Gabriel Woods
Published by Gabriel Woods
Last Updated On: December 8, 2022

As an adherent carnivore, I get many questions about everything having to do with meat. And some of those questions are about food that most people have never heard of or used. Potted meat is one of those meats.

Having done extensive research into potted meat and talking with my dietician, I’ve gathered everything you need to know about this dish, including its nutritional value and whether you should include it in your diet.

Quick Summary

  • Potted meat originally referred to a preserving process whereby meat was packed into a pot or jar and then covered with fat.
  • Today, potted meat is typically made of chopped or finely ground beef cooked down into a thick paste and then sold as canned food.
  • Potted meat can be eaten straight from the can or jar but is often used as a spread or ingredient in other dishes.

History of Potted Meat

An image of potted meat on a wooden board

Potting is a method of traditional meat preservation in which cooked meat or chicken is covered with butter or lard, placed in a pot, and tightly packed to keep the air out.

Then, hot fat is poured over the meat. The heat kills pathogenic bacteria and molds that could spoil the meat.

The covered pot or jars are placed in a cool location to allow the fat to solidify and form a seal over the top of the meat or chicken, preventing some spoilage by airborne bacteria.

Potted meat was present in England during the 16th century [1]. A similar process, called confit, was used in France to preserve ducks and geese.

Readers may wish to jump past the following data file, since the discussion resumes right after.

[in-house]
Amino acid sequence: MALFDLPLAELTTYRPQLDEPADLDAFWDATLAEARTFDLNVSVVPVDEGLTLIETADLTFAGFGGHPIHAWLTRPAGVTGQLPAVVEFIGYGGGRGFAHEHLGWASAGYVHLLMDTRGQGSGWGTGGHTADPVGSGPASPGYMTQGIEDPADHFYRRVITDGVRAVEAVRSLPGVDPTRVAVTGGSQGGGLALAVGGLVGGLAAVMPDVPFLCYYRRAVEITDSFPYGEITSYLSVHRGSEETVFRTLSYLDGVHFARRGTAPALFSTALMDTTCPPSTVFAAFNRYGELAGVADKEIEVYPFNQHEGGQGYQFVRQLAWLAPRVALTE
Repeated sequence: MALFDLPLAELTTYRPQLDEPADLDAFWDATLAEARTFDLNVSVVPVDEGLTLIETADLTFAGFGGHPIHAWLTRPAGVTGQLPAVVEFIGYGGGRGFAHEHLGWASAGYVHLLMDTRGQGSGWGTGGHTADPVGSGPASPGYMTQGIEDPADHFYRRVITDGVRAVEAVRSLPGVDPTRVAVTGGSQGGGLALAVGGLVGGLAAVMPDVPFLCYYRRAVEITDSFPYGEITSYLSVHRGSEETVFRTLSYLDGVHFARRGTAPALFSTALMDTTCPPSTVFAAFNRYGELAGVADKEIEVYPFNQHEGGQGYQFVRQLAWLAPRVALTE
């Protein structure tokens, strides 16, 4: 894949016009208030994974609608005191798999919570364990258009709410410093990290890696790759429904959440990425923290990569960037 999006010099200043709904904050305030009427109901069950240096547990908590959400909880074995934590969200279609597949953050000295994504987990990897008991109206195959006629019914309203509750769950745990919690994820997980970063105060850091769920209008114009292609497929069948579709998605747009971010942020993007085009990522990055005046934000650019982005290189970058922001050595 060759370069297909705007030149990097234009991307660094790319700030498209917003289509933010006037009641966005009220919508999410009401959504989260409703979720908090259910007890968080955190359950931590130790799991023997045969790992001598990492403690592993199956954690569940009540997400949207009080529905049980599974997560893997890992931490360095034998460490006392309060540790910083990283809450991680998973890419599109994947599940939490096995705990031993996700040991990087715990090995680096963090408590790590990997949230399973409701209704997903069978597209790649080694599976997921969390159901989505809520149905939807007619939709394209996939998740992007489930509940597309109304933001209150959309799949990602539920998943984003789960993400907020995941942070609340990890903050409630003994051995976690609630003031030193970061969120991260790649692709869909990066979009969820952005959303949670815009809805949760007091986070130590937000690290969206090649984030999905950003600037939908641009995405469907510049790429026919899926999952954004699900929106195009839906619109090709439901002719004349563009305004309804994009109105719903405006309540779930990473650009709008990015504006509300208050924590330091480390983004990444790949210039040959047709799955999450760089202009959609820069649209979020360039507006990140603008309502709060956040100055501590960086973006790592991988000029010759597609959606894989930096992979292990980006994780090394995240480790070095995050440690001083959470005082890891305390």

This sort of preservation allowed animal meat or game to be kept for weeks or months in a cool place. The people ate it later in the year, when meat was scarce and a treat.

"Potted Meat is a generic term used to mean meat that is canned, or meat or pieces of meat preserved in a savoury jelly."
- CooksInfo Food Encyclopedia

However, today, the term generally refers to a potted meat food product that is heat-processed and sold in a can.

This potted meat has a much longer shelf life than traditional preservation methods and does not require refrigeration before opening.

Unopened potted meat may last 3-15 years, making it good for your emergency kit and crackers. Nowadays, you can buy potted meat spread from different brands at any convenience grocery store.

The Ingredients in Potted Meat

Potted meat is typically made from a finely ground combination of beef tripe, mechanically separated chicken, beef hearts, and pork. These animal parts are heated until they are very tender and then shredded or finely ground.

The shredded meat is mixed with fat, salt, and spices and then canned. The spices vary depending on the manufacturer but generally include mustard, garlic powder, vinegar, onion powder, and sugar.

Some brands of potted meat may also contain MSG, although this is not always the case.

The canning process heats the mixture to a high temperature, which kills any bacteria that may be present.

Potted Meat Nutrition

A top view image of potted meat in a jar and bread